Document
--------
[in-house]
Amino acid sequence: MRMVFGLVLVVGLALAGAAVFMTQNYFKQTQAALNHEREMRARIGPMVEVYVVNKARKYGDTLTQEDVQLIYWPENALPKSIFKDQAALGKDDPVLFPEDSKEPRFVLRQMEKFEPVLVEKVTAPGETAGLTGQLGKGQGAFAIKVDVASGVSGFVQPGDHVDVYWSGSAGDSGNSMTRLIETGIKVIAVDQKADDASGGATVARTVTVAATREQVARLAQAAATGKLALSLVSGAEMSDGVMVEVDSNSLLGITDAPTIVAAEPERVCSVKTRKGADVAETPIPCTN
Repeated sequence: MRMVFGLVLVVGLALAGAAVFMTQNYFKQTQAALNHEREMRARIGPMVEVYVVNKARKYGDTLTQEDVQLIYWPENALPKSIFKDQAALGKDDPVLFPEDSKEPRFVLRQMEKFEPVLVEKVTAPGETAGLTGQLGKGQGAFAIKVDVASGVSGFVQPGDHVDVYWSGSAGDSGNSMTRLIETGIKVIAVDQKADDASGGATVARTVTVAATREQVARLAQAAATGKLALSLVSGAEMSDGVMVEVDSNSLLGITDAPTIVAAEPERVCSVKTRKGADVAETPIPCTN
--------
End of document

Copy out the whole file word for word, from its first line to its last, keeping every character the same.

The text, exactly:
[in-house]
Amino acid sequence: MRMVFGLVLVVGLALAGAAVFMTQNYFKQTQAALNHEREMRARIGPMVEVYVVNKARKYGDTLTQEDVQLIYWPENALPKSIFKDQAALGKDDPVLFPEDSKEPRFVLRQMEKFEPVLVEKVTAPGETAGLTGQLGKGQGAFAIKVDVASGVSGFVQPGDHVDVYWSGSAGDSGNSMTRLIETGIKVIAVDQKADDASGGATVARTVTVAATREQVARLAQAAATGKLALSLVSGAEMSDGVMVEVDSNSLLGITDAPTIVAAEPERVCSVKTRKGADVAETPIPCTN
Repeated sequence: MRMVFGLVLVVGLALAGAAVFMTQNYFKQTQAALNHEREMRARIGPMVEVYVVNKARKYGDTLTQEDVQLIYWPENALPKSIFKDQAALGKDDPVLFPEDSKEPRFVLRQMEKFEPVLVEKVTAPGETAGLTGQLGKGQGAFAIKVDVASGVSGFVQPGDHVDVYWSGSAGDSGNSMTRLIETGIKVIAVDQKADDASGGATVARTVTVAATREQVARLAQAAATGKLALSLVSGAEMSDGVMVEVDSNSLLGITDAPTIVAAEPERVCSVKTRKGADVAETPIPCTN